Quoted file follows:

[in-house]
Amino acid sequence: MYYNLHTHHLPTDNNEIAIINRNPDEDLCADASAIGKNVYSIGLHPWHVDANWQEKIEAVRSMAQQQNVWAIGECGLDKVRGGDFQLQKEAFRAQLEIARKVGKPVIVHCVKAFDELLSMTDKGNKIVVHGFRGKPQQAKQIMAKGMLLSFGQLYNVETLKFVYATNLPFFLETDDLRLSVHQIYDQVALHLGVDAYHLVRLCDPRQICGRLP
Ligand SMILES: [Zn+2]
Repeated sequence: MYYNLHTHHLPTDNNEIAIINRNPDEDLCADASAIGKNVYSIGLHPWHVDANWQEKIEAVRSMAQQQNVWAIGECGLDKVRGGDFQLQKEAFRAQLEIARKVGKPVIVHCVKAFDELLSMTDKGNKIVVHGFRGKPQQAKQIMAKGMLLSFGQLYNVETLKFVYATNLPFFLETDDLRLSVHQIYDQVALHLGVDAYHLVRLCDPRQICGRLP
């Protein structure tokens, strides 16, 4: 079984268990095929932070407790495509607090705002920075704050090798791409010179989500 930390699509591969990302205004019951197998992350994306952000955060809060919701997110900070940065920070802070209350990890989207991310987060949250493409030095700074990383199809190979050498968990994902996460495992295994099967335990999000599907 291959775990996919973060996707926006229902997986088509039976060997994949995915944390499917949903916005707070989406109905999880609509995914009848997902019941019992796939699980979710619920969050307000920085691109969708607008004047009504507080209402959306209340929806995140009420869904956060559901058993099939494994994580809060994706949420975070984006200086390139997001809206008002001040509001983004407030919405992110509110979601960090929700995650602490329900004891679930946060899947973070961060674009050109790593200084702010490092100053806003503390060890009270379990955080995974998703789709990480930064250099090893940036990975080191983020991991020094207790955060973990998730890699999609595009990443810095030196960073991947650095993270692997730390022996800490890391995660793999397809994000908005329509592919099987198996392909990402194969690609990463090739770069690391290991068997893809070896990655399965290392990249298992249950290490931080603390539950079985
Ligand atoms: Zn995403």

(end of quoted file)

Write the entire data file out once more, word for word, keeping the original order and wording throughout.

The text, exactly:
[in-house]
Amino acid sequence: MYYNLHTHHLPTDNNEIAIINRNPDEDLCADASAIGKNVYSIGLHPWHVDANWQEKIEAVRSMAQQQNVWAIGECGLDKVRGGDFQLQKEAFRAQLEIARKVGKPVIVHCVKAFDELLSMTDKGNKIVVHGFRGKPQQAKQIMAKGMLLSFGQLYNVETLKFVYATNLPFFLETDDLRLSVHQIYDQVALHLGVDAYHLVRLCDPRQICGRLP
Ligand SMILES: [Zn+2]
Repeated sequence: MYYNLHTHHLPTDNNEIAIINRNPDEDLCADASAIGKNVYSIGLHPWHVDANWQEKIEAVRSMAQQQNVWAIGECGLDKVRGGDFQLQKEAFRAQLEIARKVGKPVIVHCVKAFDELLSMTDKGNKIVVHGFRGKPQQAKQIMAKGMLLSFGQLYNVETLKFVYATNLPFFLETDDLRLSVHQIYDQVALHLGVDAYHLVRLCDPRQICGRLP
């Protein structure tokens, strides 16, 4: 079984268990095929932070407790495509607090705002920075704050090798791409010179989500 930390699509591969990302205004019951197998992350994306952000955060809060919701997110900070940065920070802070209350990890989207991310987060949250493409030095700074990383199809190979050498968990994902996460495992295994099967335990999000599907 291959775990996919973060996707926006229902997986088509039976060997994949995915944390499917949903916005707070989406109905999880609509995914009848997902019941019992796939699980979710619920969050307000920085691109969708607008004047009504507080209402959306209340929806995140009420869904956060559901058993099939494994994580809060994706949420975070984006200086390139997001809206008002001040509001983004407030919405992110509110979601960090929700995650602490329900004891679930946060899947973070961060674009050109790593200084702010490092100053806003503390060890009270379990955080995974998703789709990480930064250099090893940036990975080191983020991991020094207790955060973990998730890699999609595009990443810095030196960073991947650095993270692997730390022996800490890391995660793999397809994000908005329509592919099987198996392909990402194969690609990463090739770069690391290991068997893809070896990655399965290392990249298992249950290490931080603390539950079985
Ligand atoms: Zn995403």